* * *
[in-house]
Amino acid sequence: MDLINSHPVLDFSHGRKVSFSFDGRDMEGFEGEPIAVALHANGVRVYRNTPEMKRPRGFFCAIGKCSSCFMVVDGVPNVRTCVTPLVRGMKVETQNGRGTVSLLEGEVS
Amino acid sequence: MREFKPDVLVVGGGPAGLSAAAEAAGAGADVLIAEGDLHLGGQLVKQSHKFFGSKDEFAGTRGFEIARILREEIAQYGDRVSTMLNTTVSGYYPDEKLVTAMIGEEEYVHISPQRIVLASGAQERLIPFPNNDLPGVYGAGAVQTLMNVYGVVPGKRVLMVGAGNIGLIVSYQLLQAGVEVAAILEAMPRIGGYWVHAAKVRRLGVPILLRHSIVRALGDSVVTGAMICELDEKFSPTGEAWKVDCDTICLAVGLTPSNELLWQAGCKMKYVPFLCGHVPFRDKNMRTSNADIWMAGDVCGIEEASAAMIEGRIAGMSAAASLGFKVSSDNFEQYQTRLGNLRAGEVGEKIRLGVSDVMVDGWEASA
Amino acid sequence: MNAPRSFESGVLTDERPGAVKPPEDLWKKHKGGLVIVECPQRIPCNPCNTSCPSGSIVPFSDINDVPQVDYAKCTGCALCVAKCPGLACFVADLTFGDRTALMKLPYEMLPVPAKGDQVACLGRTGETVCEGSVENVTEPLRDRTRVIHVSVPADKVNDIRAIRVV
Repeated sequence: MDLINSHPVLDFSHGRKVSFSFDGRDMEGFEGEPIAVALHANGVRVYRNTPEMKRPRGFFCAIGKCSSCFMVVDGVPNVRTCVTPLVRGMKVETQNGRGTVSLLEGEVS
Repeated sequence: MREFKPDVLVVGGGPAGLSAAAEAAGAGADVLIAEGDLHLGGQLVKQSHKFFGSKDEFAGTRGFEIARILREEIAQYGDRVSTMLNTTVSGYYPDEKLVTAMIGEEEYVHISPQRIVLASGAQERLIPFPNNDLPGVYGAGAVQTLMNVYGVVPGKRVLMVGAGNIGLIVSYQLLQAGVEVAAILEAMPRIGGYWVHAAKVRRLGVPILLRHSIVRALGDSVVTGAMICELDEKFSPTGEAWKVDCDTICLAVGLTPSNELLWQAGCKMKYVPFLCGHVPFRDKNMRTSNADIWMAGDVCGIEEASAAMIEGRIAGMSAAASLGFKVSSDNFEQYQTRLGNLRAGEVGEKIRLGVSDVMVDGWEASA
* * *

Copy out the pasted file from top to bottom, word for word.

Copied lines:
[in-house]
Amino acid sequence: MDLINSHPVLDFSHGRKVSFSFDGRDMEGFEGEPIAVALHANGVRVYRNTPEMKRPRGFFCAIGKCSSCFMVVDGVPNVRTCVTPLVRGMKVETQNGRGTVSLLEGEVS
Amino acid sequence: MREFKPDVLVVGGGPAGLSAAAEAAGAGADVLIAEGDLHLGGQLVKQSHKFFGSKDEFAGTRGFEIARILREEIAQYGDRVSTMLNTTVSGYYPDEKLVTAMIGEEEYVHISPQRIVLASGAQERLIPFPNNDLPGVYGAGAVQTLMNVYGVVPGKRVLMVGAGNIGLIVSYQLLQAGVEVAAILEAMPRIGGYWVHAAKVRRLGVPILLRHSIVRALGDSVVTGAMICELDEKFSPTGEAWKVDCDTICLAVGLTPSNELLWQAGCKMKYVPFLCGHVPFRDKNMRTSNADIWMAGDVCGIEEASAAMIEGRIAGMSAAASLGFKVSSDNFEQYQTRLGNLRAGEVGEKIRLGVSDVMVDGWEASA
Amino acid sequence: MNAPRSFESGVLTDERPGAVKPPEDLWKKHKGGLVIVECPQRIPCNPCNTSCPSGSIVPFSDINDVPQVDYAKCTGCALCVAKCPGLACFVADLTFGDRTALMKLPYEMLPVPAKGDQVACLGRTGETVCEGSVENVTEPLRDRTRVIHVSVPADKVNDIRAIRVV
Repeated sequence: MDLINSHPVLDFSHGRKVSFSFDGRDMEGFEGEPIAVALHANGVRVYRNTPEMKRPRGFFCAIGKCSSCFMVVDGVPNVRTCVTPLVRGMKVETQNGRGTVSLLEGEVS
Repeated sequence: MREFKPDVLVVGGGPAGLSAAAEAAGAGADVLIAEGDLHLGGQLVKQSHKFFGSKDEFAGTRGFEIARILREEIAQYGDRVSTMLNTTVSGYYPDEKLVTAMIGEEEYVHISPQRIVLASGAQERLIPFPNNDLPGVYGAGAVQTLMNVYGVVPGKRVLMVGAGNIGLIVSYQLLQAGVEVAAILEAMPRIGGYWVHAAKVRRLGVPILLRHSIVRALGDSVVTGAMICELDEKFSPTGEAWKVDCDTICLAVGLTPSNELLWQAGCKMKYVPFLCGHVPFRDKNMRTSNADIWMAGDVCGIEEASAAMIEGRIAGMSAAASLGFKVSSDNFEQYQTRLGNLRAGEVGEKIRLGVSDVMVDGWEASA